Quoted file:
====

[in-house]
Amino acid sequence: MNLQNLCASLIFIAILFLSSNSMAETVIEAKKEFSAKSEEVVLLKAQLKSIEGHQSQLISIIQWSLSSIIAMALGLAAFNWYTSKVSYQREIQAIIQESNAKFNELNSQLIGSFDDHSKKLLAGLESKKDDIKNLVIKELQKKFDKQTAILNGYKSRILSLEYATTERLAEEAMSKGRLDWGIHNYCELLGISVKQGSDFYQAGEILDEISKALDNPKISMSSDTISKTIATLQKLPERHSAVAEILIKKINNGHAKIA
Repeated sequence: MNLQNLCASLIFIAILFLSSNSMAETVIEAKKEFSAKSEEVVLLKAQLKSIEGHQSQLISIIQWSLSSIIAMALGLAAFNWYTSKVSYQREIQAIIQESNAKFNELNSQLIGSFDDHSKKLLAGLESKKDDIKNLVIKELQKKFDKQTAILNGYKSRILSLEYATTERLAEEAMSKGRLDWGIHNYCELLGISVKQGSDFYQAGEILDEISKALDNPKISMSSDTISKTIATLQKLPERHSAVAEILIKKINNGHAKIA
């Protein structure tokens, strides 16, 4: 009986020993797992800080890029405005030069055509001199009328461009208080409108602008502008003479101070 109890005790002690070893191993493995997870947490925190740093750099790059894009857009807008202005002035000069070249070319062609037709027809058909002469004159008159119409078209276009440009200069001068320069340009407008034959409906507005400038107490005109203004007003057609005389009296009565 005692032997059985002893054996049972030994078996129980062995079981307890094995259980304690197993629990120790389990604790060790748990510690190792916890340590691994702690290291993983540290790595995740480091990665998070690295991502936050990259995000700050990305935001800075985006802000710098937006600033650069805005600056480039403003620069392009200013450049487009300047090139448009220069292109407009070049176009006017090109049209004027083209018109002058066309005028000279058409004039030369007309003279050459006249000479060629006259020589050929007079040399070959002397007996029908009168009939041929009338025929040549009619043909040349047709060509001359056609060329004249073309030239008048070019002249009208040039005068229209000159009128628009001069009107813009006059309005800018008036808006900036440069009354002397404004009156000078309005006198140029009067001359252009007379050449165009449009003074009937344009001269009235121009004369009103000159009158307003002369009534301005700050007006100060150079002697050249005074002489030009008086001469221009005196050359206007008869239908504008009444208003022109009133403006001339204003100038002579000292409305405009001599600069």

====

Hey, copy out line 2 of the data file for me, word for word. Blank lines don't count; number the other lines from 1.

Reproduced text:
Amino acid sequence: MNLQNLCASLIFIAILFLSSNSMAETVIEAKKEFSAKSEEVVLLKAQLKSIEGHQSQLISIIQWSLSSIIAMALGLAAFNWYTSKVSYQREIQAIIQESNAKFNELNSQLIGSFDDHSKKLLAGLESKKDDIKNLVIKELQKKFDKQTAILNGYKSRILSLEYATTERLAEEAMSKGRLDWGIHNYCELLGISVKQGSDFYQAGEILDEISKALDNPKISMSSDTISKTIATLQKLPERHSAVAEILIKKINNGHAKIA